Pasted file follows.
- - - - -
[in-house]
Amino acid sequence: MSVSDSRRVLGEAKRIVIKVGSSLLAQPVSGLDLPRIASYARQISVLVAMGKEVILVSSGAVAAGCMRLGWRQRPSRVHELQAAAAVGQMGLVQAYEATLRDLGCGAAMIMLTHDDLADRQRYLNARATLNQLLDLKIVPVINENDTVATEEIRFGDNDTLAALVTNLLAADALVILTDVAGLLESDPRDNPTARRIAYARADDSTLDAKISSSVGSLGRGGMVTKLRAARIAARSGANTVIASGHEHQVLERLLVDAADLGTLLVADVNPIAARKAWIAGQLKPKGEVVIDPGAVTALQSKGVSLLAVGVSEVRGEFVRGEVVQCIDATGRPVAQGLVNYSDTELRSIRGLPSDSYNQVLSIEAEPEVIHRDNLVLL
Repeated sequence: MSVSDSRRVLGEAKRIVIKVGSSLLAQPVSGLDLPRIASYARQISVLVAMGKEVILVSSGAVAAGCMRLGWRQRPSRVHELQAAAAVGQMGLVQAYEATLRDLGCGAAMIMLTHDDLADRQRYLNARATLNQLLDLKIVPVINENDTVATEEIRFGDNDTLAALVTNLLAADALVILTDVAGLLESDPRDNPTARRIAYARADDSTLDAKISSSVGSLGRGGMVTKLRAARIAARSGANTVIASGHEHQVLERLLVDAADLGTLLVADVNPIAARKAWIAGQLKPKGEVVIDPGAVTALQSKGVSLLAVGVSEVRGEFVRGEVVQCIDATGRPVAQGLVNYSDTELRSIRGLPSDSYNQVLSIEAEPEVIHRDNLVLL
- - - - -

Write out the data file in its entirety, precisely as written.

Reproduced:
[in-house]
Amino acid sequence: MSVSDSRRVLGEAKRIVIKVGSSLLAQPVSGLDLPRIASYARQISVLVAMGKEVILVSSGAVAAGCMRLGWRQRPSRVHELQAAAAVGQMGLVQAYEATLRDLGCGAAMIMLTHDDLADRQRYLNARATLNQLLDLKIVPVINENDTVATEEIRFGDNDTLAALVTNLLAADALVILTDVAGLLESDPRDNPTARRIAYARADDSTLDAKISSSVGSLGRGGMVTKLRAARIAARSGANTVIASGHEHQVLERLLVDAADLGTLLVADVNPIAARKAWIAGQLKPKGEVVIDPGAVTALQSKGVSLLAVGVSEVRGEFVRGEVVQCIDATGRPVAQGLVNYSDTELRSIRGLPSDSYNQVLSIEAEPEVIHRDNLVLL
Repeated sequence: MSVSDSRRVLGEAKRIVIKVGSSLLAQPVSGLDLPRIASYARQISVLVAMGKEVILVSSGAVAAGCMRLGWRQRPSRVHELQAAAAVGQMGLVQAYEATLRDLGCGAAMIMLTHDDLADRQRYLNARATLNQLLDLKIVPVINENDTVATEEIRFGDNDTLAALVTNLLAADALVILTDVAGLLESDPRDNPTARRIAYARADDSTLDAKISSSVGSLGRGGMVTKLRAARIAARSGANTVIASGHEHQVLERLLVDAADLGTLLVADVNPIAARKAWIAGQLKPKGEVVIDPGAVTALQSKGVSLLAVGVSEVRGEFVRGEVVQCIDATGRPVAQGLVNYSDTELRSIRGLPSDSYNQVLSIEAEPEVIHRDNLVLL